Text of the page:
TL;DR: The Klingon Empire is dying. This apparently means it’s a good time to discuss peace between the Federation, Klingons, and Romulans. Shocking as it is (heavy sarcasm), those who do not wish for things to change sabotage the peace envoy and summit but are stopped by Kirk and the rest of the Enterprise.

Favorite quotes:

Logic is the beginning of wisdom, Valeris, not the end.

Spock laying down some logic and wisdom in a one-two punch

Guess who is coming to dinner

Chekov being snarky about the Klingons coming to dinner

Uhura: You are Crewman Dax?

Dax: Yes, Commander. What is the problem?

Chekov: Perhaps you know Russian epic of Cinderella? If the shoe fits, wear it!

Spock: Mister Chekov…

Spock is pointing to Dax’s webbed feet which won’t fit into a gravity boot

Chekov being snarky about the Klingons coming to dinner
Dax's webbed feet next to the gravity boot

My Thoughts and Impressions: I’ll start with the good. I loved that there was a murder mystery for part of the movie. The crew is clearly turning over every rock to try and find clues that support their hypothesis. Chekov finds some blood, Valeris finds a boot, and Scotty finds the uniforms. I was also super happy to see Kurtwood Smith (who plays Red Forman on That 70’s Show, you dumb ass), Kim Cattrall (Samantha from Sex & the City), and a baby faced Christian Slater (who has been in a million things that I have loved). Of course there are the big names, but I’m a 90’s kid so there (sticks tongue out). I thought it was interesting that it took us 5 seasons and 6 movies to find out you cannot shoot an unauthorized phaser inside of a starship without sounding the alarm… truly fascinating. I also really liked when Spock said he would tell them “Go to hell” and how the credits with the main crew’s signatures was also well done.

I also liked the plot twist of Valeris being part of the “bad guys” and the irony that is the Federation, Klingons, and Romulans all working together – which is what they were trying to prevent through all of the assassinations, right? SO much irony, I love it. There’s also an interesting callback to when it was Kirk vs. Kirk in “Whom Gods Destroy” during the “escape” scene. We also see the daughter of the Chancellor take her father’s place, and it’s awesome to see that the Klingons don’t care about the sex of their warriors, as long as they can do the job. I’m not sure if this will hold true later on, but we’ve seen several female Klingons and all of them have held their own.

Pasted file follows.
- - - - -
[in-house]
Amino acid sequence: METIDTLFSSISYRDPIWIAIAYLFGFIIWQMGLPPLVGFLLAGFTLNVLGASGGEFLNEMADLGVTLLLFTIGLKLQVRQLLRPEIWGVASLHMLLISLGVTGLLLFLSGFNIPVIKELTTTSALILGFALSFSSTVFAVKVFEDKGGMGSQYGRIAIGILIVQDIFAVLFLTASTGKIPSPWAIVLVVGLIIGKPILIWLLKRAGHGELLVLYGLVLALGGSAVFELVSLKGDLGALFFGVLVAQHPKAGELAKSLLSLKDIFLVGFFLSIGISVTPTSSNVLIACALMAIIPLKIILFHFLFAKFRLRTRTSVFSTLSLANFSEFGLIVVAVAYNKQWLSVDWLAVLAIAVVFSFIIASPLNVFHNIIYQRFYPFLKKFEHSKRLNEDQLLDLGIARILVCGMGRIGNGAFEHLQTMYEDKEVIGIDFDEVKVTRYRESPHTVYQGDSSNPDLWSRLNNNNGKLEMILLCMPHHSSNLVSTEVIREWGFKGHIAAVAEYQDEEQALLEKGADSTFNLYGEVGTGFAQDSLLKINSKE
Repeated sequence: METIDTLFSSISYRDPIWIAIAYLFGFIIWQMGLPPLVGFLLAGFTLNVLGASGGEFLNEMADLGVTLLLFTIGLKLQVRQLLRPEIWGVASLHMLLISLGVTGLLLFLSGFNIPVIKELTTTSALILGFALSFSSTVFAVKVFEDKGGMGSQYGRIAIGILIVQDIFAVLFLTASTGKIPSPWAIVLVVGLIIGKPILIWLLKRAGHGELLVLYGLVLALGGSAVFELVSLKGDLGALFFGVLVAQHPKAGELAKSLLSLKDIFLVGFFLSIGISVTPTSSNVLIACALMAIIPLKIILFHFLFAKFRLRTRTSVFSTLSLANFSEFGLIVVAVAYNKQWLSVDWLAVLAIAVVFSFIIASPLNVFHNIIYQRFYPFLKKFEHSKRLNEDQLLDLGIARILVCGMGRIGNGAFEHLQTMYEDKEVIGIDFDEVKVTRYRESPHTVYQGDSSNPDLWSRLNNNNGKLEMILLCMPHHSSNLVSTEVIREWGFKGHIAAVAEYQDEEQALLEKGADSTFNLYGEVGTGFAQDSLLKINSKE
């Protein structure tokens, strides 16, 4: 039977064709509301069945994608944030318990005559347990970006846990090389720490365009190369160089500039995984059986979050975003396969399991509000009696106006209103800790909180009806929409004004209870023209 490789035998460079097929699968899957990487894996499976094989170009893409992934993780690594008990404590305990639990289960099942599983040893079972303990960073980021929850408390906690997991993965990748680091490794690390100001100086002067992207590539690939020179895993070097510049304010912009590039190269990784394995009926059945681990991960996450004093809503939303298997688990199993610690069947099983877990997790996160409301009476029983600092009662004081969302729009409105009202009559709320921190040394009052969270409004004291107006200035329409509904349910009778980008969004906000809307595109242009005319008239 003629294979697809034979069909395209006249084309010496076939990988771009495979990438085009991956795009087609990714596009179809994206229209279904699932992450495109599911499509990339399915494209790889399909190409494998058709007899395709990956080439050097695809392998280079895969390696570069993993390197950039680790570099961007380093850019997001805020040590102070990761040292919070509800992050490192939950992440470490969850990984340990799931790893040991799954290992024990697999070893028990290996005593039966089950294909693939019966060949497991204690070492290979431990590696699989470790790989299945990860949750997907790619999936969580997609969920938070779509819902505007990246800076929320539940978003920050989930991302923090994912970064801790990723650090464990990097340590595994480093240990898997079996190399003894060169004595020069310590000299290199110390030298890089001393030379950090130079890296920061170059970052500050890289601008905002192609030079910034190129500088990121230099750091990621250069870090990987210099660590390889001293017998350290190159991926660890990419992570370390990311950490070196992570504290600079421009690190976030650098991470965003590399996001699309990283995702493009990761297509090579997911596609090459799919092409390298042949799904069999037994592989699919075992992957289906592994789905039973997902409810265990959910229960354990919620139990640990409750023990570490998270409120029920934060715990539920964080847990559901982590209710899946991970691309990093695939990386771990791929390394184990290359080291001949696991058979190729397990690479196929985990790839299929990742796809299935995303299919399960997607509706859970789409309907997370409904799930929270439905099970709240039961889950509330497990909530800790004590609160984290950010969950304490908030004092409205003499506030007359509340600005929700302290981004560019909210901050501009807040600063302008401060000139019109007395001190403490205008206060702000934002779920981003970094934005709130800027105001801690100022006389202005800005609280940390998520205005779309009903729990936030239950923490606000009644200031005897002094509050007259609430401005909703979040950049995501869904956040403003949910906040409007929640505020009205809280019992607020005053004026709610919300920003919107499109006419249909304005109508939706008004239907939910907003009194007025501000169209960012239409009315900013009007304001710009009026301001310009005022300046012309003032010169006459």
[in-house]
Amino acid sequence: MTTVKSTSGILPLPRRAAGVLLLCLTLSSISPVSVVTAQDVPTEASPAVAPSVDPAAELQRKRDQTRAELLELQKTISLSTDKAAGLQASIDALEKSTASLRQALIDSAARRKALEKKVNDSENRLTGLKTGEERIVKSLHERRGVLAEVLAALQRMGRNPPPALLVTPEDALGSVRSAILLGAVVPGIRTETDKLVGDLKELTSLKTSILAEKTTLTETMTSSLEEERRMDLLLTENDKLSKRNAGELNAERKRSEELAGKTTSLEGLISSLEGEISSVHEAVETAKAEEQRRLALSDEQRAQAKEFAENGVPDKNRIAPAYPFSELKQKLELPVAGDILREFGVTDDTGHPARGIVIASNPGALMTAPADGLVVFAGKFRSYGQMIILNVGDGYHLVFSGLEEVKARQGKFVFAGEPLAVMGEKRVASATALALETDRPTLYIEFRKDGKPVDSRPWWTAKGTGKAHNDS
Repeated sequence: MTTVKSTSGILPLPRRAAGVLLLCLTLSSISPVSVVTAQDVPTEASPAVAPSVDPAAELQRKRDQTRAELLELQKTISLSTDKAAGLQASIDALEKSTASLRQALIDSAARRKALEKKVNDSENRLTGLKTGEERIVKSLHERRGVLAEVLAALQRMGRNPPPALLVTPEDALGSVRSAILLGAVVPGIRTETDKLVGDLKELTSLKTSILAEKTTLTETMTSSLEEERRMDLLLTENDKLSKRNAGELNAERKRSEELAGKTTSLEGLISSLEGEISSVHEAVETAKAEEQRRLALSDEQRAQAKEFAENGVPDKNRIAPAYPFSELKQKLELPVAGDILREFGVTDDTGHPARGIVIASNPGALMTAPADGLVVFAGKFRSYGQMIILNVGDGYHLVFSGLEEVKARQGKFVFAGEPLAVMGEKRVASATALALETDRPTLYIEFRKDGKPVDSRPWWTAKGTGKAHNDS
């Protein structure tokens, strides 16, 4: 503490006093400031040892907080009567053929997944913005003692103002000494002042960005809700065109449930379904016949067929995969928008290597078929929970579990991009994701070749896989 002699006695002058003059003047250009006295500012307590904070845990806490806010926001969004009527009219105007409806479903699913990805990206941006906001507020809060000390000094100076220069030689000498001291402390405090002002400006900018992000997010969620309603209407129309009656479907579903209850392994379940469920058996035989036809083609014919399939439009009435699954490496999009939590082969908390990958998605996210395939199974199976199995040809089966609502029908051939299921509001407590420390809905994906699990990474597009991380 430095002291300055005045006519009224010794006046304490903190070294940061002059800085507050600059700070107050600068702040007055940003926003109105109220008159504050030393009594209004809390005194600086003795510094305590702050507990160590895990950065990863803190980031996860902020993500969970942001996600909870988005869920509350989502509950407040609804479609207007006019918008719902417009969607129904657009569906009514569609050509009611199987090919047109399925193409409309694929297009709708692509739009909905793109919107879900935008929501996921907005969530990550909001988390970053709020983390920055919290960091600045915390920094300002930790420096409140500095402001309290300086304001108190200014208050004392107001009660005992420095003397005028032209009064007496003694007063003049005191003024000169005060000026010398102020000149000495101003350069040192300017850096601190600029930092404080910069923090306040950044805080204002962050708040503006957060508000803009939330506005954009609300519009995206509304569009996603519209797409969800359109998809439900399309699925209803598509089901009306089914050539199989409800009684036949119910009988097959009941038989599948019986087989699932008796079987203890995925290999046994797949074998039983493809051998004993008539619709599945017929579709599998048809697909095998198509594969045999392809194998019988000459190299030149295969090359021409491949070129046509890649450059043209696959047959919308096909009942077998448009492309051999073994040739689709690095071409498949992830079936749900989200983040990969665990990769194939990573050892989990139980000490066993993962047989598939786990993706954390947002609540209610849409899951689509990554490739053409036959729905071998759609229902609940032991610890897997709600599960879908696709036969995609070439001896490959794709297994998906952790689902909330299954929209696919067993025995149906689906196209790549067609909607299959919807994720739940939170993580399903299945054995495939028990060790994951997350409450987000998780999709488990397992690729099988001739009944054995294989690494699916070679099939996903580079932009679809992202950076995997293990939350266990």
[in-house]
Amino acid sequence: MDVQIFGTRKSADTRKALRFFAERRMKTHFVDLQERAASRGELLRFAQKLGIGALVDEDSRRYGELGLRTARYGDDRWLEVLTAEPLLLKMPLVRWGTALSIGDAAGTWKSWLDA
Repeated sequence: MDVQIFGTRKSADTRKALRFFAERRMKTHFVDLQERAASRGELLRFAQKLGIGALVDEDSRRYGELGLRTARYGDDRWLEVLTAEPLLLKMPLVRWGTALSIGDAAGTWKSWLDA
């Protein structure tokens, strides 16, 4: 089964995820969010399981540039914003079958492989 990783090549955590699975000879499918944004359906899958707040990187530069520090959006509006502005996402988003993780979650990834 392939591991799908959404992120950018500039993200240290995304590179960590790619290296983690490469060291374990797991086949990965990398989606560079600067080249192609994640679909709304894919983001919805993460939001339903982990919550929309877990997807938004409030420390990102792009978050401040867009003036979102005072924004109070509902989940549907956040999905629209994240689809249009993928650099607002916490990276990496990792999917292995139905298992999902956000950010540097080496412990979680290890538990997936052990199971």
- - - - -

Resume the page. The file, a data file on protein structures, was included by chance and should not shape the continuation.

What I didn’t like I could probably write a doctoral thesis on, but I wouldn’t want to translate it into Klingon. There was so much damn Shakespeare and not just in this movie, but throughout the entire show and other movies. If you want it to influence your stuff, fine, but I feel like they really hit us over the head with it in this movie. McCoy was another problem in this film. While he is usually sarcastic and curmudgeonly, he did not know how to read the room. When you are on trial for the assassination of the topmost Klingon, you probably shouldn’t be cracking jokes. They just seemed forced and not completely in character, because McCoy usually knows when he needs to be serious. I was also pretty shocked by the reaction of the crew to the Klingon visitors both before and after dinner. I did not expect them to be so intolerant of another culture, especially since we see so many non-humans on the Enterprise throughout the movies.

Movie rating: In comparison to the other movies on my Rankings page, I believe it earns itself a warp 6.5, but this is only because I rate it higher than The Motion Picture, which came in at warp 6. I really need to be more consistent with my ratings, whoops.

Star Trek V: The Final Frontier

Date: February 20, 2020

Setting the Stage: I began the movie around 7:00 pm on Feb 19, 2020 via Amazon Prime. Thankfully Prime has sorted out its issue and we did not have to rent this one. Zoom decided my lap was the place to be, which was very difficult when trying to take notes on my laptop during the movie. This was the one movie I required the husband to be present for since he has consistently talked about how awful this one was, and I wanted someone to suffer through it with me. Tonight’s musical accompaniment is The Legend of Zelda: The Wind Walker soundtrack.

Luis-style Summary: We open to a planet in the neutral zone with an unknown Vulcan with weird mind tricks and a weird bald guy. After the credits, we get up close and personal with Kirk’s butt and several minutes of he-man Kirk climbing a mountain where Kirk, McCoy, and Spock are enjoying shore leave. Back on Nimbus III (the planet in the NZ) it looks like we’ve entered the Cantina on Mos Eisley (hey, it’s been a while since I’ve made a Star Wars reference!) where the Vulcan and some of his followers (he totally used Jedi mind tricks) take the Romulan, Klingon, and Federation representatives hostage.